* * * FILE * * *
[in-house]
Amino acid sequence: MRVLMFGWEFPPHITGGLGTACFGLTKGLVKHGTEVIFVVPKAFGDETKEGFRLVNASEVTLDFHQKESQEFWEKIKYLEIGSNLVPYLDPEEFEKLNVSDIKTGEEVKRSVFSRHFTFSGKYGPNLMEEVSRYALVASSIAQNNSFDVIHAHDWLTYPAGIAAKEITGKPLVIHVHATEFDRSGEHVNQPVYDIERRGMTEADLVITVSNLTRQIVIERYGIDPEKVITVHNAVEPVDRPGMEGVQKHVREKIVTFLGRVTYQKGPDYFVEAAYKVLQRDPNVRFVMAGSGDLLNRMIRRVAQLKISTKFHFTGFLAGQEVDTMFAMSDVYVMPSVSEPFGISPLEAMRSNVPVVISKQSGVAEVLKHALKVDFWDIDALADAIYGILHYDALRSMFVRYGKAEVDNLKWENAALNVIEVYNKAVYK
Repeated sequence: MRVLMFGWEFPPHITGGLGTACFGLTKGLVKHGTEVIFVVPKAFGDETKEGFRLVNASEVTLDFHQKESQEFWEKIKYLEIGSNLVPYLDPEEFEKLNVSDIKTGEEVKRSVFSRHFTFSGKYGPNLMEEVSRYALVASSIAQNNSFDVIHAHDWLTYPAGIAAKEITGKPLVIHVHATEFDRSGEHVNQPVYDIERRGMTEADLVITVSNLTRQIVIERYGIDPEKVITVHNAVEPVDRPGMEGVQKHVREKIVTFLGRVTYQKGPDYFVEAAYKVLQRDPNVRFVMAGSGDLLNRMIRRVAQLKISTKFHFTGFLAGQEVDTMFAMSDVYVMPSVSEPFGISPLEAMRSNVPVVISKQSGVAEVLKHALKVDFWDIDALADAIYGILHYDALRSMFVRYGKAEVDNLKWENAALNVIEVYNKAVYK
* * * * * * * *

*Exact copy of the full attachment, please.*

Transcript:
[in-house]
Amino acid sequence: MRVLMFGWEFPPHITGGLGTACFGLTKGLVKHGTEVIFVVPKAFGDETKEGFRLVNASEVTLDFHQKESQEFWEKIKYLEIGSNLVPYLDPEEFEKLNVSDIKTGEEVKRSVFSRHFTFSGKYGPNLMEEVSRYALVASSIAQNNSFDVIHAHDWLTYPAGIAAKEITGKPLVIHVHATEFDRSGEHVNQPVYDIERRGMTEADLVITVSNLTRQIVIERYGIDPEKVITVHNAVEPVDRPGMEGVQKHVREKIVTFLGRVTYQKGPDYFVEAAYKVLQRDPNVRFVMAGSGDLLNRMIRRVAQLKISTKFHFTGFLAGQEVDTMFAMSDVYVMPSVSEPFGISPLEAMRSNVPVVISKQSGVAEVLKHALKVDFWDIDALADAIYGILHYDALRSMFVRYGKAEVDNLKWENAALNVIEVYNKAVYK
Repeated sequence: MRVLMFGWEFPPHITGGLGTACFGLTKGLVKHGTEVIFVVPKAFGDETKEGFRLVNASEVTLDFHQKESQEFWEKIKYLEIGSNLVPYLDPEEFEKLNVSDIKTGEEVKRSVFSRHFTFSGKYGPNLMEEVSRYALVASSIAQNNSFDVIHAHDWLTYPAGIAAKEITGKPLVIHVHATEFDRSGEHVNQPVYDIERRGMTEADLVITVSNLTRQIVIERYGIDPEKVITVHNAVEPVDRPGMEGVQKHVREKIVTFLGRVTYQKGPDYFVEAAYKVLQRDPNVRFVMAGSGDLLNRMIRRVAQLKISTKFHFTGFLAGQEVDTMFAMSDVYVMPSVSEPFGISPLEAMRSNVPVVISKQSGVAEVLKHALKVDFWDIDALADAIYGILHYDALRSMFVRYGKAEVDNLKWENAALNVIEVYNKAVYK